“Is someone sitting next to you?” the voice was polite, proud, and elegant at the same time.
Many people had passed me without a word and the voice jolted me. I looked up from my book.
Although he leaned over a cane, the elderly man carried his frail stature with grace and self-respect. It was only 8:00 a.m. and the sun was still asleep behind the tall pine trees that surround the Greek Theatre, a stone away from the Berkeley Campus. A cool wind blew from the bay, shimmery in the distance, and women and men alike hugged their light jackets closer to their bodies. But the old man in his summer suit and straw hat didn’t seem to mind the early hour and the brisk air.
“No,” I said. “I’m alone.”
“Then,” he said. “I’ll sit next to you.”
I returned to my book while the old man took his seat. This is when I noticed his white cane and his black sunglasses. Soon a middle-aged woman arrived and sat right in front of him. I understood that she was his daughter. She stretched a blanket across the row of seats, and my heart sank at the thought that I was alone to congratulate my child on her graduation day. Her father and her siblings had been there on Berkeley Commencement Day, but on a weekday none of them could attend her graduation from the biology department, and so it had been decided that I would represent our family and come alone. While most students would have several family members present my daughter would only have me. More people – an assortment of ages – joined the old man and his daughter.
As if I had shared my thoughts with him, he asked me, “Is it your daughter or your son who graduates today?”
I had exchanged exactly three words with him, and yet he had rightly guessed that I had a child attending the college.
“My daughter,” I said. “What about you?”
“My grand-daughter. I have ten grandchildren,” he explained. “She is the ninth to graduate from college.” Again his voice carried an equal mix of politeness, pride, and style.
Soon the Greek Theatre filled with families and friends. Music welcomed the professors, clad in their strange-looking robes, and then the undergraduates. I searched for my daughter and spotted her in her black gown and cap, the tassel swaying as she walked to her seat. She caught my eye and waved. After the commencement address and a few speeches, the 500 girls and boys stepped on stage to be acknowledged by their professors.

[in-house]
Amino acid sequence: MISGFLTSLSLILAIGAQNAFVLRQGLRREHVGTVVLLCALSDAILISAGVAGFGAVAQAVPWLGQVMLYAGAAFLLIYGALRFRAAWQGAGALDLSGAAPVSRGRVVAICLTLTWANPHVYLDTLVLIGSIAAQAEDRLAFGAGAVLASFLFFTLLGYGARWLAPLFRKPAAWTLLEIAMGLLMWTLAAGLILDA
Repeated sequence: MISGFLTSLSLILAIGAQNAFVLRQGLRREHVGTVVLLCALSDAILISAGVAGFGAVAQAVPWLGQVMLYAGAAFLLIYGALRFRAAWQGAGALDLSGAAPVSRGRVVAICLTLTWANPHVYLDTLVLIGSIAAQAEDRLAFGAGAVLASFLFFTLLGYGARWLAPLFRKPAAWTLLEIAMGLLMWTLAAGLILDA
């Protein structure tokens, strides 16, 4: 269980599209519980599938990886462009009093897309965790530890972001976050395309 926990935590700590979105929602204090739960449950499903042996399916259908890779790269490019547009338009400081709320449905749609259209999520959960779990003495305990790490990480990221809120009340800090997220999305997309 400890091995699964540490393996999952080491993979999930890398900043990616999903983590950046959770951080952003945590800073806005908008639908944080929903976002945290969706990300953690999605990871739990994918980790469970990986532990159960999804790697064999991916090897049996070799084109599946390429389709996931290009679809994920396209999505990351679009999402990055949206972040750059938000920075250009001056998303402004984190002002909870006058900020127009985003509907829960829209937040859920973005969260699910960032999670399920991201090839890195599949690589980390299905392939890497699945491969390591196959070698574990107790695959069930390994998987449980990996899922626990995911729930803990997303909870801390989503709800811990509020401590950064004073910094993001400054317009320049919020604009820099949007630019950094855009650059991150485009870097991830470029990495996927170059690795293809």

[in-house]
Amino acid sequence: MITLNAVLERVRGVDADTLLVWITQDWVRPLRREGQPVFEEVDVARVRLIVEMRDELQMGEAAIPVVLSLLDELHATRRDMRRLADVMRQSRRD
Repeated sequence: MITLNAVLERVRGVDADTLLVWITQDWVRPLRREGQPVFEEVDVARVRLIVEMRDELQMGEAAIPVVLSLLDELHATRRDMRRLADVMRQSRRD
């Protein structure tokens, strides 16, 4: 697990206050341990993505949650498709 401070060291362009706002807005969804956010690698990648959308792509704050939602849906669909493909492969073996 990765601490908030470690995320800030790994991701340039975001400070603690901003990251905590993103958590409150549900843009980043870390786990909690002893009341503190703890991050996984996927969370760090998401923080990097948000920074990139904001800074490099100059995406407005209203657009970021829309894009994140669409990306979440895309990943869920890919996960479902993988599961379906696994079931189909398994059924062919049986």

I was once more reminded of the absence of family when the cheering and hand clapping overcame the professors’ voice when they called the students by their names. A pang of sadness tugged at me. My daughter had friends among the students, but there was no way my voice and bravo could match the enthusiastic crowd.
“What is your daughter’s name?” the old man whispered.
I told him, and he gave me the name of his granddaughter. His daughter turned and smiled.
“She’s fortunate to have such a large family to support her,” I said. And in a daring move, I added, “Can I hire you?”
She smiled a curious smile, but the old man said, “Of course, we will cheer for your daughter.”
“Thank you,” I said.
And this is how fifteen people I had never met before added their cheers to mine when my daughter stepped on stage. I heard the old man’s voice, distinct and clear when he shouted, “Bravo!”
The air was balmy now that we were approaching noon. Caps flew in the air. Parents, friends, and professors gathered around the boys and girls who seemed to float above ground. Words of congratulations filled the Theatre and similar messages crowded people’s phones. A smile was drawn on every face.
Later when I rejoined my daughter in the street, she said, “I knew I had friends at school, but I couldn’t believe how loud they were when I was called on stage.” She glanced at me. “Did you do something?” she asked, tilting her capped head. She knows me pretty well, I must add.
“Oh,” I said. “There was an old man who came for his granddaughter. His entire family was there, too. So we made a deal. They clapped for you. I clapped for her.”
“That was nice,” my daughter said. “Really. Thank you, maman.”
And I realized that in the commotion that followed the closing message, the old man had slipped away before I got a chance to thank him properly.